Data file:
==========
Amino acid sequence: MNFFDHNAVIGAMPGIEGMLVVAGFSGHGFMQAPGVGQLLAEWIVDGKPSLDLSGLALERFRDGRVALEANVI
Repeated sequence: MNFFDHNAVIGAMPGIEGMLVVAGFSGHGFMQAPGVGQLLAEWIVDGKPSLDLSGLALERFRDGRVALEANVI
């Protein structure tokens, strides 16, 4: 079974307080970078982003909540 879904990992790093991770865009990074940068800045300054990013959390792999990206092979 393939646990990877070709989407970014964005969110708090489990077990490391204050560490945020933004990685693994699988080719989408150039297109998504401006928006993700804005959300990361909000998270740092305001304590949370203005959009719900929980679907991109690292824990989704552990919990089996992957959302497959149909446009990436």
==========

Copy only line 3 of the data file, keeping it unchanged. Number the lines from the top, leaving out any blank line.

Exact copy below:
């Protein structure tokens, strides 16, 4: 079974307080970078982003909540 879904990992790093991770865009990074940068800045300054990013959390792999990206092979 393939646990990877070709989407970014964005969110708090489990077990490391204050560490945020933004990685693994699988080719989408150039297109998504401006928006993700804005959300990361909000998270740092305001304590949370203005959009719900929980679907991109690292824990989704552990919990089996992957959302497959149909446009990436």